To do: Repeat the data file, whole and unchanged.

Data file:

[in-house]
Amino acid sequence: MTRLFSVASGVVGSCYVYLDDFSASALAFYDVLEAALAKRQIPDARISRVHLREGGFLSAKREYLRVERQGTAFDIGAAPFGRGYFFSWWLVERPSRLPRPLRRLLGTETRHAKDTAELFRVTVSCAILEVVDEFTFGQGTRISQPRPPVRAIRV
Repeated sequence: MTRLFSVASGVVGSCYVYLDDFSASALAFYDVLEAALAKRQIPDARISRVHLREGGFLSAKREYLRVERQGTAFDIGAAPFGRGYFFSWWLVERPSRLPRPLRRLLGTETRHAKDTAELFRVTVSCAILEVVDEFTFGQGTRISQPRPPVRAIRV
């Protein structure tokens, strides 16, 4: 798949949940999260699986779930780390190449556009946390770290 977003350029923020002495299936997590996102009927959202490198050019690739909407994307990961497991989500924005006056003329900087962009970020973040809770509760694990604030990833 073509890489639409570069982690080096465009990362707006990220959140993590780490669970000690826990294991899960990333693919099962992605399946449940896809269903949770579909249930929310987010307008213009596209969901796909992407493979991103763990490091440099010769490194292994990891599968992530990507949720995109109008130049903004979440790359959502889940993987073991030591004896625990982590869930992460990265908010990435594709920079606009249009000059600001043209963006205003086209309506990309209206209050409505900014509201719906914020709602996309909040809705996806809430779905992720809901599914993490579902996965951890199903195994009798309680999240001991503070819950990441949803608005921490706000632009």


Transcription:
[in-house]
Amino acid sequence: MTRLFSVASGVVGSCYVYLDDFSASALAFYDVLEAALAKRQIPDARISRVHLREGGFLSAKREYLRVERQGTAFDIGAAPFGRGYFFSWWLVERPSRLPRPLRRLLGTETRHAKDTAELFRVTVSCAILEVVDEFTFGQGTRISQPRPPVRAIRV
Repeated sequence: MTRLFSVASGVVGSCYVYLDDFSASALAFYDVLEAALAKRQIPDARISRVHLREGGFLSAKREYLRVERQGTAFDIGAAPFGRGYFFSWWLVERPSRLPRPLRRLLGTETRHAKDTAELFRVTVSCAILEVVDEFTFGQGTRISQPRPPVRAIRV
């Protein structure tokens, strides 16, 4: 798949949940999260699986779930780390190449556009946390770290 977003350029923020002495299936997590996102009927959202490198050019690739909407994307990961497991989500924005006056003329900087962009970020973040809770509760694990604030990833 073509890489639409570069982690080096465009990362707006990220959140993590780490669970000690826990294991899960990333693919099962992605399946449940896809269903949770579909249930929310987010307008213009596209969901796909992407493979991103763990490091440099010769490194292994990891599968992530990507949720995109109008130049903004979440790359959502889940993987073991030591004896625990982590869930992460990265908010990435594709920079606009249009000059600001043209963006205003086209309506990309209206209050409505900014509201719906914020709602996309909040809705996806809430779905992720809901599914993490579902996965951890199903195994009798309680999240001991503070819950990441949803608005921490706000632009």